Back in May, I was intrigued by the online updates from the pan-Pagan Beltania festival in Colorado from the Rev. Bill Ashton, ADF’s clergy member in Boulder. He spent the entire four days of the festival tending the ritual fire and assisting the festival attendees with making offerings or doing other workings. That sounded like an amazing way to share ADF’s practices with the rest of the community, and one that I might want to try locally. Well, not for four days, but for some decent amount of time at a public event.
A fire at ConVocation would be out of the question, of course, because of its indoor setting, and I knew the Michigan Pagan Festival already had a weekend-long flame that somebody else took care of, so I suggested the idea to the organizers of Detroit pagan Pride Day, and once we got the details of how big the fire would be, they agreed!
Drum was kind enough to transport, me, my wheelchair, and the brazier and other supplies to Hazel Park, and Jeff from Cedarsong Grove brought firewood. We had a location next to a large oak tree which gave us shade for the first few hours of the event, at least (pesky moving sun) and got the fire going easily enough, given the stiff breeze that kept trying to put out the firestarter sticks. Once the fire was burning on its own, I added the nine sacred woods provided by Rhiannon, said the blessing prayer, and settled in.
Given how well I usually do in the heat of August, it actually wasn’t too bad sitting outside all afternoon. I was also surprised at how easily I could move my wheelchair around on the grassy surfaces. I only needed a few breaks, and Jason from Cedarsong helped out with that, as well as Rose and Rob from Oriental Rose, and Kestrel stopped by late in the afternoon. Other than a few restroom visits, the only break I took was for the raffle, where I managed to win a Terry Pratchett book.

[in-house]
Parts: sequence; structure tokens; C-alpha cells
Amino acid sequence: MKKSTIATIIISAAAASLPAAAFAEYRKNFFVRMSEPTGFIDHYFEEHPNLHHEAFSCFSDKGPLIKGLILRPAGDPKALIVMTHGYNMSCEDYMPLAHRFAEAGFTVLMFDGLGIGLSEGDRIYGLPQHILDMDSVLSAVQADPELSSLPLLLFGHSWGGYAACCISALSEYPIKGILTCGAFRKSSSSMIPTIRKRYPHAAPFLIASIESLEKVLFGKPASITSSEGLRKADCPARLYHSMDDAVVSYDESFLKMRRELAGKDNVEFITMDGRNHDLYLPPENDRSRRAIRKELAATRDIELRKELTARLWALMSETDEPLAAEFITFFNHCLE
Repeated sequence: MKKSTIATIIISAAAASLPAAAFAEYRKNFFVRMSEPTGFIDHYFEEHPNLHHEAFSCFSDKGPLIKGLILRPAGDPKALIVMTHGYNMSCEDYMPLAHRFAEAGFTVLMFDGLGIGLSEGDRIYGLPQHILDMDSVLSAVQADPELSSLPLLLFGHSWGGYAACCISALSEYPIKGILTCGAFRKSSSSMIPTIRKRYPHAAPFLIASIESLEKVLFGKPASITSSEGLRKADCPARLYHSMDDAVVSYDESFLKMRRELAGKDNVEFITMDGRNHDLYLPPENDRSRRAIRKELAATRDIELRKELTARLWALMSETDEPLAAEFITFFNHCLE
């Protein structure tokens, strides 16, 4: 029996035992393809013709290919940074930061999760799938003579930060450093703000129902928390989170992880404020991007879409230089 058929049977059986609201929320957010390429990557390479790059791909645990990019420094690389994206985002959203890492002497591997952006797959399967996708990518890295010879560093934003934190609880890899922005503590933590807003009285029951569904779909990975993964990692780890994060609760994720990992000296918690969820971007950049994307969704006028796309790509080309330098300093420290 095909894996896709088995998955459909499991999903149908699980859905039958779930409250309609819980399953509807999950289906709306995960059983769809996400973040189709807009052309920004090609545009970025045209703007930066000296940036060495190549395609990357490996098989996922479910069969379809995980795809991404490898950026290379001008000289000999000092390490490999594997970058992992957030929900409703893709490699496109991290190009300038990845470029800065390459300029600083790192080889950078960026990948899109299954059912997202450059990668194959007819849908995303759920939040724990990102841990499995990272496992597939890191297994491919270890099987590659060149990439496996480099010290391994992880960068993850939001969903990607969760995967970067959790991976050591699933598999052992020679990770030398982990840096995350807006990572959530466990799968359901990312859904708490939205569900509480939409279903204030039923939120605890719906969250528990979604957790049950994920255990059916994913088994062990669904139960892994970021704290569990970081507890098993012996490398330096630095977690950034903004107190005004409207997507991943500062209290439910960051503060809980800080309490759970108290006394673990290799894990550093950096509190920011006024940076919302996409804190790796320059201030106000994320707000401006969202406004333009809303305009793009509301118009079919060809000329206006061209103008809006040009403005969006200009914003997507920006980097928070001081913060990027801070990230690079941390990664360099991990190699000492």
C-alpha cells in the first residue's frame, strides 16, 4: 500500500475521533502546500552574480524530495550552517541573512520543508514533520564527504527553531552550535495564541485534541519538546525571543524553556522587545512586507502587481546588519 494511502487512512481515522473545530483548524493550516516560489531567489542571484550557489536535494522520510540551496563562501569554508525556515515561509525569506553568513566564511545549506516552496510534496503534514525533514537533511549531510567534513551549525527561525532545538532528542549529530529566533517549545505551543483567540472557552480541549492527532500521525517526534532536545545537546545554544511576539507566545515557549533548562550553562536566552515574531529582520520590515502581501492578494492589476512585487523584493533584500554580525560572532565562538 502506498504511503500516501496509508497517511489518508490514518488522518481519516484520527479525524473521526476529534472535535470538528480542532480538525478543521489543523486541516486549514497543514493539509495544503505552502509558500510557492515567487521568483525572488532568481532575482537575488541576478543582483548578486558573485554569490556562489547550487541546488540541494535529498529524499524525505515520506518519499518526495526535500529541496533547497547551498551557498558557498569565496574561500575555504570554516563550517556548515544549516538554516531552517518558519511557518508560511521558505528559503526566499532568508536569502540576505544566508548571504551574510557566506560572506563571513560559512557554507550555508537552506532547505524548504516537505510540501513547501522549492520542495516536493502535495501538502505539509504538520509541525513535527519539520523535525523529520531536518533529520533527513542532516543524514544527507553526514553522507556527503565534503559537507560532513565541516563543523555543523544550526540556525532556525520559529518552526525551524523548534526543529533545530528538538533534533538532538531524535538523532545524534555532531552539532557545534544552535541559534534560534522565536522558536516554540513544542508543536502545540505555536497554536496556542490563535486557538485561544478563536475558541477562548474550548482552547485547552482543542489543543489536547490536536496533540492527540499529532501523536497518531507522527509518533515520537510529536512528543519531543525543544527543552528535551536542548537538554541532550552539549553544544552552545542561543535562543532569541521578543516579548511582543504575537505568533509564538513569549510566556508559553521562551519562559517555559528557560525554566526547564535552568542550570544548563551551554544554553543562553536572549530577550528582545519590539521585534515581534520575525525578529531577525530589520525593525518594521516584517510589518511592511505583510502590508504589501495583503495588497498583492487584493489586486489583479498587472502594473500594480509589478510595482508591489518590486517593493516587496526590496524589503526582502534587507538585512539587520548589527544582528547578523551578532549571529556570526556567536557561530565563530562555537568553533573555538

And people came with offerings. I had brought olive oil in case people didn’t have anything to offer (two people used it), and I also brought a bowl in case people wanted to offer things that weren’t safe to burn (nobody did). Some people wrote things on paper and burned those, others brought offerings from home, and a few apparently offered things they had just bought from the vendors. My estimate is that we had around twenty people make offerings throughout the day. As I’d hoped, it was a good way to share the *ghosti- experience with non-ADF members without actually having to prepare a workshop or anything.
At around 6:30 I let the fire die down, and we managed to put it out with water from the coolers the kitchen staff had been using. Rose kindly offered to pour the wet ashes into one of the grills in the park, which was as safe and sacred a place to put the ashes as I could think of. And Drum and I packed up and he drove me home.
All in all, it was a great experience, even if I didn’t get to participate in any rituals or workshops, and I would definitely do it again next year, possibly with a presentation on sacred fire in Indo-European traditions. That would mean more advance work for me to do, of course, but compared to organizing an Ann Arbor Pagan Pride event, it should be very easy. Speaking of which, I’m one of the organizers for Ann Arbor Pagan Pride, and we hope to have our first event in September of 2015, but I’ll go into more detail about that later, when we have any kind of detail to go into.
Rev. Rob Henderson
Senior Druid, Shining Lakes Grove, ADF